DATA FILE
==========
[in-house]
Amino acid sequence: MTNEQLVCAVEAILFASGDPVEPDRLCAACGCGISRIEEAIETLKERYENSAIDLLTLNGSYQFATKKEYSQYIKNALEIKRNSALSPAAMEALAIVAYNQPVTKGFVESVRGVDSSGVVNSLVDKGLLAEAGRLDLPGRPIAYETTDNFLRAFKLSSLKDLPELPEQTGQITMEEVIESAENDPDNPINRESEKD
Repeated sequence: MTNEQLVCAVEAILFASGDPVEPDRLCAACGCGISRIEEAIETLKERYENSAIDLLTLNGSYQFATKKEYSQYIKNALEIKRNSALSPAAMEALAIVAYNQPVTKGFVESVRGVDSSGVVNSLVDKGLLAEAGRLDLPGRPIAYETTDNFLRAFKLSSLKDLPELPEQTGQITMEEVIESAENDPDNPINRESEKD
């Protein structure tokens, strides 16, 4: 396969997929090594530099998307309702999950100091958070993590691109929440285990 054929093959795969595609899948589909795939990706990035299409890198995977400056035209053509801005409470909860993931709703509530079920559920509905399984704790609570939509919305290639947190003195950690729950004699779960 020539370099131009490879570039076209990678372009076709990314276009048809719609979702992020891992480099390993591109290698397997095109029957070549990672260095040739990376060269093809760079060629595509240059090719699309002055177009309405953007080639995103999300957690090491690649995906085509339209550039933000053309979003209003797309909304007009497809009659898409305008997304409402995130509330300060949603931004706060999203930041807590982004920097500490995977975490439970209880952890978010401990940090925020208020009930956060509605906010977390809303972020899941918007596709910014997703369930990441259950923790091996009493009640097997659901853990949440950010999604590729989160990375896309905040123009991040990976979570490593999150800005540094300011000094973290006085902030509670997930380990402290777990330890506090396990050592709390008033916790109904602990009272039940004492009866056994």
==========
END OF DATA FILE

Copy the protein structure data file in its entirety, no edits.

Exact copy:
[in-house]
Amino acid sequence: MTNEQLVCAVEAILFASGDPVEPDRLCAACGCGISRIEEAIETLKERYENSAIDLLTLNGSYQFATKKEYSQYIKNALEIKRNSALSPAAMEALAIVAYNQPVTKGFVESVRGVDSSGVVNSLVDKGLLAEAGRLDLPGRPIAYETTDNFLRAFKLSSLKDLPELPEQTGQITMEEVIESAENDPDNPINRESEKD
Repeated sequence: MTNEQLVCAVEAILFASGDPVEPDRLCAACGCGISRIEEAIETLKERYENSAIDLLTLNGSYQFATKKEYSQYIKNALEIKRNSALSPAAMEALAIVAYNQPVTKGFVESVRGVDSSGVVNSLVDKGLLAEAGRLDLPGRPIAYETTDNFLRAFKLSSLKDLPELPEQTGQITMEEVIESAENDPDNPINRESEKD
């Protein structure tokens, strides 16, 4: 396969997929090594530099998307309702999950100091958070993590691109929440285990 054929093959795969595609899948589909795939990706990035299409890198995977400056035209053509801005409470909860993931709703509530079920559920509905399984704790609570939509919305290639947190003195950690729950004699779960 020539370099131009490879570039076209990678372009076709990314276009048809719609979702992020891992480099390993591109290698397997095109029957070549990672260095040739990376060269093809760079060629595509240059090719699309002055177009309405953007080639995103999300957690090491690649995906085509339209550039933000053309979003209003797309909304007009497809009659898409305008997304409402995130509330300060949603931004706060999203930041807590982004920097500490995977975490439970209880952890978010401990940090925020208020009930956060509605906010977390809303972020899941918007596709910014997703369930990441259950923790091996009493009640097997659901853990949440950010999604590729989160990375896309905040123009991040990976979570490593999150800005540094300011000094973290006085902030509670997930380990402290777990330890506090396990050592709390008033916790109904602990009272039940004492009866056994």